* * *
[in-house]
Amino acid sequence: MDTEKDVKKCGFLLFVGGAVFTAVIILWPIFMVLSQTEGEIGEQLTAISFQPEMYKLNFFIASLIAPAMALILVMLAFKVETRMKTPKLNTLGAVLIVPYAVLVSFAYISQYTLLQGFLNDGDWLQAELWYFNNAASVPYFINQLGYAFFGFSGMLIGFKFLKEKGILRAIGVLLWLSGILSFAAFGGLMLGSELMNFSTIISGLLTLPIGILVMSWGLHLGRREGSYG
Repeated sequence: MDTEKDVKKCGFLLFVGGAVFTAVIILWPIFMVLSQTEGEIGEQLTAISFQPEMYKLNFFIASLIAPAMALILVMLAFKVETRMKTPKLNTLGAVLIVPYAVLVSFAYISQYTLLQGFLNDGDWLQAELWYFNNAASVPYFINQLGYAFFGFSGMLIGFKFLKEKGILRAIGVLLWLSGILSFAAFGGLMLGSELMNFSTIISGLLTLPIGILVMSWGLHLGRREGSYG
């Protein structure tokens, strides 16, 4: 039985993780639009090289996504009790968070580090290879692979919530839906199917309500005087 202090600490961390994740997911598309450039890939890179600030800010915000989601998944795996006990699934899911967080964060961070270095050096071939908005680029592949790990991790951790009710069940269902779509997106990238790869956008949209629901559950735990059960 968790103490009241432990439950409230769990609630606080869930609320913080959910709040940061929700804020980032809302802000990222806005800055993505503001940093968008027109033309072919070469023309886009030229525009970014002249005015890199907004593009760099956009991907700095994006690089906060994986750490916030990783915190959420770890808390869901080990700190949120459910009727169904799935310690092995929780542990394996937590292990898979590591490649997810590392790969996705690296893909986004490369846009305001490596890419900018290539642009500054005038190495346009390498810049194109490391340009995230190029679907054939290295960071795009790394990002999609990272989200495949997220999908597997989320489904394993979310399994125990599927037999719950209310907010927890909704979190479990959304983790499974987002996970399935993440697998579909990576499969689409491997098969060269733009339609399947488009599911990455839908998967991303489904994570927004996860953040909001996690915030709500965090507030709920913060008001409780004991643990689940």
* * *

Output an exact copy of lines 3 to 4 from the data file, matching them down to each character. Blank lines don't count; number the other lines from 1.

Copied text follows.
Repeated sequence: MDTEKDVKKCGFLLFVGGAVFTAVIILWPIFMVLSQTEGEIGEQLTAISFQPEMYKLNFFIASLIAPAMALILVMLAFKVETRMKTPKLNTLGAVLIVPYAVLVSFAYISQYTLLQGFLNDGDWLQAELWYFNNAASVPYFINQLGYAFFGFSGMLIGFKFLKEKGILRAIGVLLWLSGILSFAAFGGLMLGSELMNFSTIISGLLTLPIGILVMSWGLHLGRREGSYG
């Protein structure tokens, strides 16, 4: 039985993780639009090289996504009790968070580090290879692979919530839906199917309500005087 202090600490961390994740997911598309450039890939890179600030800010915000989601998944795996006990699934899911967080964060961070270095050096071939908005680029592949790990991790951790009710069940269902779509997106990238790869956008949209629901559950735990059960 968790103490009241432990439950409230769990609630606080869930609320913080959910709040940061929700804020980032809302802000990222806005800055993505503001940093968008027109033309072919070469023309886009030229525009970014002249005015890199907004593009760099956009991907700095994006690089906060994986750490916030990783915190959420770890808390869901080990700190949120459910009727169904799935310690092995929780542990394996937590292990898979590591490649997810590392790969996705690296893909986004490369846009305001490596890419900018290539642009500054005038190495346009390498810049194109490391340009995230190029679907054939290295960071795009790394990002999609990272989200495949997220999908597997989320489904394993979310399994125990599927037999719950209310907010927890909704979190479990959304983790499974987002996970399935993440697998579909990576499969689409491997098969060269733009339609399947488009599911990455839908998967991303489904994570927004996860953040909001996690915030709500965090507030709920913060008001409780004991643990689940």